• duplication: # of similar programs in UNC system (enrollment comparisons); in NC; in the region

(3) Program Quality Indicators

Required: Curriculum; Student Outcomes; Faculty

Optional Additional: Support of Department Mission; Admissions and Entering Students; Progression Through the Program; Infrastructure Supporting the Program; Student Financial Support

The lists below provides suggested measures to aid programs in determining the best measures given their specific goals and objectives. It is anticipated that programs will choose a few from these lists, but there may be measures not listed that the faculty will employ to better reflect the quality of the program.



Possible measures to choose from:

  • progress toward / achievement of student learning outcomes
  • clear differentiation from undergraduate level program
  • clear indication of currency of the curriculum with respect to ethical practices, research and/or professional practice
  • strong disciplinary accreditation review or regional/national ranking
  • honors/awards/competitions received/won by students
  • number of student publications, presentations, exhibitions, performances
  • quality of capstone work (thesis, dissertation, Product of Learning, Recital, etc.)
  • opportunities for community engagement
  • number of dual-listed courses; average % of dual-listed courses in student POS

Student Outcomes.
Possible measures to choose from:

  • general job outlook for graduates in the field
  • % employed within 6 months of degree in positions related to degree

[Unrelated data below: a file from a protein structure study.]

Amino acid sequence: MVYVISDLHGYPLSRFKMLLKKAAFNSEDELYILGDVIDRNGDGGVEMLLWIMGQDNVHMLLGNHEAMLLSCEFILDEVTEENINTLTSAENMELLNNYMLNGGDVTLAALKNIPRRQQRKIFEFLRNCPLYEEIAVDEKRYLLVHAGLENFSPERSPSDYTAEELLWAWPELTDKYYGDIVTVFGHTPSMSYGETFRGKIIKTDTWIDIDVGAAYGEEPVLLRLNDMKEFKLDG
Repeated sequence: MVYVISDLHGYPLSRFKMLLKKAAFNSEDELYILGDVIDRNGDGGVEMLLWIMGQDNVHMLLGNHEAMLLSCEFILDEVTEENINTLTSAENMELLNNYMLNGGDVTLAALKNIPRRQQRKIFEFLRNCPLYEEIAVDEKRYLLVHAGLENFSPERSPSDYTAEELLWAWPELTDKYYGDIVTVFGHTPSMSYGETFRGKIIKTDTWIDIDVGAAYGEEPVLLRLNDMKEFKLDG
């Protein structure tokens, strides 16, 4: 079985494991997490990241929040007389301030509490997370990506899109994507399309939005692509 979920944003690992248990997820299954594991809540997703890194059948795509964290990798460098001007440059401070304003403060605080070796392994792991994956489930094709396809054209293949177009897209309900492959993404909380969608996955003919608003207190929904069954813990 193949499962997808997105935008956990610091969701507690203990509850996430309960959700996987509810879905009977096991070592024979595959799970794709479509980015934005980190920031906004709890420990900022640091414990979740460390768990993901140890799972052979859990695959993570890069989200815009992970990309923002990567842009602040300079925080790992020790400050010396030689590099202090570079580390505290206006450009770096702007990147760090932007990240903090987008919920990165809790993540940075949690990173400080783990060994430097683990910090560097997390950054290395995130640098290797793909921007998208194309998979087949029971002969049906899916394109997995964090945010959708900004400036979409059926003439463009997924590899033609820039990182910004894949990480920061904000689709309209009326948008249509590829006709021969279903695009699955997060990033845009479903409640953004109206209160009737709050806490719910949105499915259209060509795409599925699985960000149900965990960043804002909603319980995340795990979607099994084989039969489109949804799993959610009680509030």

• % passing licensure/certification/professional exams, w/ comparison to national metrics
  • placement in further study or professional development programs
  • employer satisfaction
  • alumni satisfaction

Graduate Faculty Engaged in the Program.
Possible measures to choose from:

  • # or % of research-active faculty
  • faculty record of scholarship/creative activity
  • # or % of faculty with terminal degree
  • # or % of non-TT faculty teaching in the program
  • # or % of faculty receiving awards (internal, regional, national)
  • ratio of students to graduate faculty
  • amount of external funding
  • distribution of graduate activities among faculty members
  • faculty involvement in graduate education at campus, state, or national level
  • quality of mentoring, including assistance with career placement, doctoral and professional program application, training in research conduct and/or effective teaching,


Support of Department Mission.
Possible measures to choose from:

  • relationship of GA duties to graduate program goals
  • centrality of GA work to the department mission
  • contribution to undergraduate teaching mission
  • contribution to faculty research mission
  • undergraduate SCH generated via TAs
  • graduate SCH generated

Admissions and Entering Students.
Possible measures to choose from:

  • admitted and/or entering student credentials and abilities
  • size of qualified pool of applicants
  • admissions selectivity (% of pool admitted)
  • admissions yield (% of admits who attend)
  • % of admits on probation
  • success of recruitment activity
  • diversity of applicant pool/admitted/enrolled students

Progression Through the Program.
Possible measures to choose from:

  • time to degree
  • attrition rate
  • number of suspensions/probations
  • number of requests for time extension
  • cumulative GPA of graduates
  • accomplishment of student learning goals/objectives
  • student satisfaction

Infrastructure Supporting the Program.
Possible measures include:

  • library holdings
  • research/studio facilities
  • rehearsal/practice facilities
  • department resources
  • faculty and graduate student space
  • staff support
  • external advisory/advancement board

Student Financial Support.
Possible measures to choose from:

  • % of students supported by University funds; grants; foundation funds
  • funding for student research / conference travel